ARCHITECT WHO LOST HIS SIGHT SAYS HIS BLINDNESS HAS MADE HIM BETTER AT HIS JOB – SUNDAY ON “60 MINUTES”
A middle-aged architect who lost his sight in 2008 has found a way to continue practicing his profession, and even grow in it. He says blindness has ironically made him a better architect. Chris Downey tells Lesley Stahl his remarkable story on the next edition of 60 MINUTES, Sunday, Jan. 13 (7:00-8:00 PM, ET/PT) on the CBS Television Network.
Downey lost his sight after an operation to remove a benign tumor in his brain. “Lots of people, friends that were architects…would say ‘Oh, it’s the worst thing imaginable, to be an architect and to lose your sight,’ but I quickly came to realize that the creative process is an intellectual process,” says Downey. “I just needed new tools.”
He found a printer that can emboss architectural drawings so that he can “read” them through touch – the architectural equivalent of Braille. And he came up with a way to “draw” his own ideas onto the plans using malleable wax sticks. The San Francisco Lighthouse for the Blind and Visually Impaired, an organization that teaches the blind skills to help navigate life, helped Downey learn to get around on his own. He started relying more on his hearing and the sense of feel from the tip of his cane. That opened a new avenue, he says. “I was fascinated walking through buildings that I knew [when I was] sighted, but I was experiencing them in a different way,” he tells Stahl. “I was hearing the architecture. I was feeling the space.”
As his luck would have it, after losing his job in the recession nine months after losing his sight, he discovered a firm that was designing a facility for veterans with sight loss. They were intrigued to meet a blind architect. “It took my disability and turned it upside down,” says Downey. He now had an expertise “that virtually nobody else had to offer.”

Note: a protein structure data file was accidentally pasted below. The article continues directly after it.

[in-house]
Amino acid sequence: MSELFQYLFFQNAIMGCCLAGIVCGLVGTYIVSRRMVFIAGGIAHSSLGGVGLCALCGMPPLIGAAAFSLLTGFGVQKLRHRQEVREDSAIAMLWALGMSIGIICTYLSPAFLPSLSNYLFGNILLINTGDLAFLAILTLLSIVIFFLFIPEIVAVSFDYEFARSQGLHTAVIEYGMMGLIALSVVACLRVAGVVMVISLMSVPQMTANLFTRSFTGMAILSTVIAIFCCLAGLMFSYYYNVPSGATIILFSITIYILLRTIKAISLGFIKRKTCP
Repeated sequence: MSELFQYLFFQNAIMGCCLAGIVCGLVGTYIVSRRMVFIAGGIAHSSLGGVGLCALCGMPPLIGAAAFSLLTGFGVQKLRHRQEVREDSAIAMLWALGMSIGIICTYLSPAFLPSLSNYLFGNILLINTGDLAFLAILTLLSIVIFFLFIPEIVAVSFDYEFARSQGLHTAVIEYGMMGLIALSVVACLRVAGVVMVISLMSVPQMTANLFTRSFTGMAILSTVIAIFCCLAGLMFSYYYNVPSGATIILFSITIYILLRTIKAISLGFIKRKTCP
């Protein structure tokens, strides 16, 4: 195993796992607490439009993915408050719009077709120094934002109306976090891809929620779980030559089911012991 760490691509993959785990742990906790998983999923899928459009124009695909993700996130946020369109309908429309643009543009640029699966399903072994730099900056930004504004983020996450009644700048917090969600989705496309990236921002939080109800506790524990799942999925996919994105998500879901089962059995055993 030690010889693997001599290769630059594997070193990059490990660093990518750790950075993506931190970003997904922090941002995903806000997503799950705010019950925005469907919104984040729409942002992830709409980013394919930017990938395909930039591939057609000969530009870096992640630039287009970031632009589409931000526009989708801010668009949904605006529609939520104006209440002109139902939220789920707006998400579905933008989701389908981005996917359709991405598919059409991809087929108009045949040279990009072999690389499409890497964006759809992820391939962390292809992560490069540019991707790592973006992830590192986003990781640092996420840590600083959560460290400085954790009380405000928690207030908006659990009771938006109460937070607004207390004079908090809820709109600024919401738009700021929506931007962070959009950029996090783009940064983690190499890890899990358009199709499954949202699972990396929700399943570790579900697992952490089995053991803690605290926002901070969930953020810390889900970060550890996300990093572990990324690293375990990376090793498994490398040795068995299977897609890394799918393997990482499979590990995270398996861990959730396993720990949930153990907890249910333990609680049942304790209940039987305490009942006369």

That job led to others, including work on an eye center at Duke University Hospital, a project for Microsoft, and making a massive San Francisco commuter terminal accessible to the visually impaired. His pioneering designs include grooves to guide people along the platform and changes in floor texture to indicate when to turn to find the escalator. At the San Francisco Lighthouse, he came up with the idea to put an internal staircase connecting the building’s three floors. The sighted can see it; the blind can hear the sounds of activities on the other floors.
Downey recently marked the 10th anniversary of losing his sight with a party at the Lighthouse, where he’s been a student, architect, and now president of the board. In a way, he says he feels like a kid again. “I am relearning so much of architecture. It wasn’t about what I was missing in architecture…it was about what I had been missing in architecture,” he says. “I am absolutely convinced I am a better architect today than I was sighted.”
* * *